by Stanley I. Greenspan, M.D.
Almost every family knows someone, either in their immediate or extended family or in their community, who is trying to meet the challenges of children who are given a diagnosis of autism. For more than thirty years, I have been working on improving the clinical approaches that will best help children and families. The primary difficulties children with an Autism Spectrum Disorder (ASD) evidence are in their capacities to relate, communicate and think. Having had the opportunity to direct a research center at the National Institute of Mental Health, my colleagues and I were able to study human development. We were able to look at many variations, from even before a baby is born up through childhood. Subsequently, I’ve had the honor of working with children of all ages, as well as adults, with these challenges.
Over the years, we developed a comprehensive approach built on the insights gained from our studies and clinical work. We describe this model as the Developmental, Individual Difference, Relationship-based (DIR)/Floortime approach. The value of this approach is in its ability to enable us to understand the uniqueness of every child and create a profile of that child. We are then able to enter the child’s world and bring the child into a shared world. In this shared world, the child is able to progress up the developmental ladder and learn in a meaningful way. In its comprehensiveness, the DIR/Floortime approach captures the critical components of human development and puts the family at the forefront of helping their child.
Specifically, the DIR/Floortime approach is a framework that helps clinicians, parents and educators conduct a comprehensive assessment and develop an intervention program tailored to the unique challenges and strengths of children with ASD and other developmental problems. The objective of the DIR/Floortime model is to build healthy foundations for social, emotional and intellectual capacities rather than focusing on skills and isolated behaviors.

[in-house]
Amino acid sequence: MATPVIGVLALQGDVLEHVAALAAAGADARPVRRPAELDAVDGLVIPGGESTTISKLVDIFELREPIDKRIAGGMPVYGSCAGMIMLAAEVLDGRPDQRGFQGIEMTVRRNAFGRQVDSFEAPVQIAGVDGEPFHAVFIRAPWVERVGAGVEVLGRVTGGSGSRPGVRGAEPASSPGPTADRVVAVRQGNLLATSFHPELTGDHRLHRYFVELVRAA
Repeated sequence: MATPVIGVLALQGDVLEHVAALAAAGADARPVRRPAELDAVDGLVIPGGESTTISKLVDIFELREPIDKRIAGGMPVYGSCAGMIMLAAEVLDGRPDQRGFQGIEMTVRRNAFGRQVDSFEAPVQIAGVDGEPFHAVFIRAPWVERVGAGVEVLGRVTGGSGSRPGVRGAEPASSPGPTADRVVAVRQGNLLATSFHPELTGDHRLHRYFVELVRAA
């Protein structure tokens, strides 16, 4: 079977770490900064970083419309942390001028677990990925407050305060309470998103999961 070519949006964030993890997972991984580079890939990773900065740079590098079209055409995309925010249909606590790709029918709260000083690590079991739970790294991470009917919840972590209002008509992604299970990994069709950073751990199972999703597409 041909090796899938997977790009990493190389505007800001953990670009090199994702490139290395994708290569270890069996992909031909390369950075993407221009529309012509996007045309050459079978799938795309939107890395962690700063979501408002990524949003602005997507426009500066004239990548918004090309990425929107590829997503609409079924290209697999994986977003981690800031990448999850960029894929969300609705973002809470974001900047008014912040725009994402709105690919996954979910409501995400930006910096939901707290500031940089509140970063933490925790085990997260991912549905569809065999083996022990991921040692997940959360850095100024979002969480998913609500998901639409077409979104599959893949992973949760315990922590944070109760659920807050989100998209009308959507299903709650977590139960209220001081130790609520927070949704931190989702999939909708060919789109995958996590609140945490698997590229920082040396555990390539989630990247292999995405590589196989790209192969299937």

■ The D (developmental) part of the model describes the building blocks of this foundation. Understanding where the child is, developmentally, is critical to planning a treatment program. The six social-emotional developmental milestones (see Chapter 4) describe the developmental milestones that every child must master for healthy emotional and intellectual growth. This includes helping children develop capacities to attend and remain calm and regulated, engage and relate to others, initiate and respond to all types of communication beginning with emotional and social affect-based gestures, engage in shared social problem solving and intentional behavior involving a continuous flow of interactions in a row, use ideas to communicate needs and think and play creatively, and build bridges among ideas in logical ways that lead to higher-level capacities to think in multicausal, gray area and reflective ways. These developmental capacities are essential for spontaneous and empathic relationships, as well as for the mastery of academic skills.
■ The I (individual difference) part of the model describes the unique biologically based ways each child takes in, regulates, responds to and comprehends sensations such as sound and touch, and the planning and sequencing of actions and ideas. Some children, for example, are very hyperresponsive to touch and sound, while others are underreactive and still others seek out these sensations. “Biological challenges” describes the various processing issues that make up a child’s individual differences and that may be interfering with his ability to grow and learn.